Hopkins Elementary students in Sherwood have learned a very valuable lesson: One person, even a kid, can change the world, and if several work together, there is no limit to what they can accomplish.
Case in point: This spring, after students in Marika Conrad's fourth/fifth-grade class learned that many pounds of organic waste were being thrown into the garbage at the end of lunchtime each day, they figured out how to compost the food to turn it into garden mulch.
First the school worked with Pride Disposal to do a lunch garbage audit at the end of February, Conrad says. After sorting and separating the garbage from the three lunch periods, Pride prepared a report showing the makeup of the trash and found 30 pounds of compostable products.
The students talked about what to do with the results and came up with the idea of forming a student-run compost club, Conrad says.
"I had kids in my class apply to be in the club and chose nine. They did research and made a slideshow on the importance of composting to present to every class in the school."
She divided the team into pairs, and in May they worked the different lunch periods to coach all the students on what could go into the compost bins.
"After that, each student signed up to be in charge of the bins in the cafeteria and dumping them in the compost bins outside," Conrad says.
"The kids had a few days of training, and once they understood the process, they were ready to go," says teacher Casey Brennan, who worked on the program with Conrad. "My first-graders were very knowledgeable about the subject."
Graham Lawson and his Sherwood Boy Scout troop built outdoor compost bins for the school, adding screening and boards to make them rodent-proof.
Volunteer Kris Field Eaton showed the Compost Club kids how to properly fill the compost bins by alternating each day's refuse with layers of straw or hay.
Several of the kids said their families already composted at home and they were eager to continue the practice at school.
"I thought it would be a fun thing to help the planet and our school and not waste food," says Abby Gibson, one of the club members.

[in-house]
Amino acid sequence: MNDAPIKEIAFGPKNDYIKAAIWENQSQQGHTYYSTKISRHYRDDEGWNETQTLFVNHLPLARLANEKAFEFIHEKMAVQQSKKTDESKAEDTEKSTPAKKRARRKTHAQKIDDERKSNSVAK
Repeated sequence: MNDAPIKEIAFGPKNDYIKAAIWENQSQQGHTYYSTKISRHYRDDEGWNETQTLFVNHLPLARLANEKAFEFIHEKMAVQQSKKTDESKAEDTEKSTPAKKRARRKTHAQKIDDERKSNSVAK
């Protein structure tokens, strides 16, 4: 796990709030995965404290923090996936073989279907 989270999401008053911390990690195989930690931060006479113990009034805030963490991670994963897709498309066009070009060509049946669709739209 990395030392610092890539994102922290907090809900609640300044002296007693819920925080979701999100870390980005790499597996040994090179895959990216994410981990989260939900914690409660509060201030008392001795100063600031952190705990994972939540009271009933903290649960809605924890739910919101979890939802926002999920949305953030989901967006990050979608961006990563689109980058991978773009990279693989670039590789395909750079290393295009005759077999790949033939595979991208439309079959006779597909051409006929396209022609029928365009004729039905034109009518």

Fellow club member Abby Jernstedt added, "I thought it would be fun to work as a team to help the school, although it can be messy if a milk carton opens and spreads milk all over everything."
The kids listed what goes into the compost bin and what stays out. On the approved list are fruits, vegetables, clean paper napkins and bread. Items that cannot go in are meat, greasy food and pizza.
"We spent a week in the cafeteria teaching the kids what to put in the compost bins," says club member Max Ellerton. "We usually get two bins every day."
"The kindergartners were the hardest to teach," says Abby Jernstedt. "I told one, 'No chicken nuggets,' but he put them in anyway."
"When we did the slideshow," Abby GIbson says, "we told the kids things like 'Don't take extra salad just to put in the compost bin' because some of them thought it was fun to have leftovers for the compost bin."
The kids also learned the science behind composting, with Lia Wagner explaining that no meat or dairy products can be included "because they can't break down because they're made from different enzymes."
"It was really amazing to see the kids take ownership of this project," Conrad says.
"This wasn't something I had planned to do, but it was pretty doable. It gave the kids the chance to be stewards of our school and Earth. We saw a notable reduction of waste."
Club members expect to return to school this month and spread the compost around the school garden.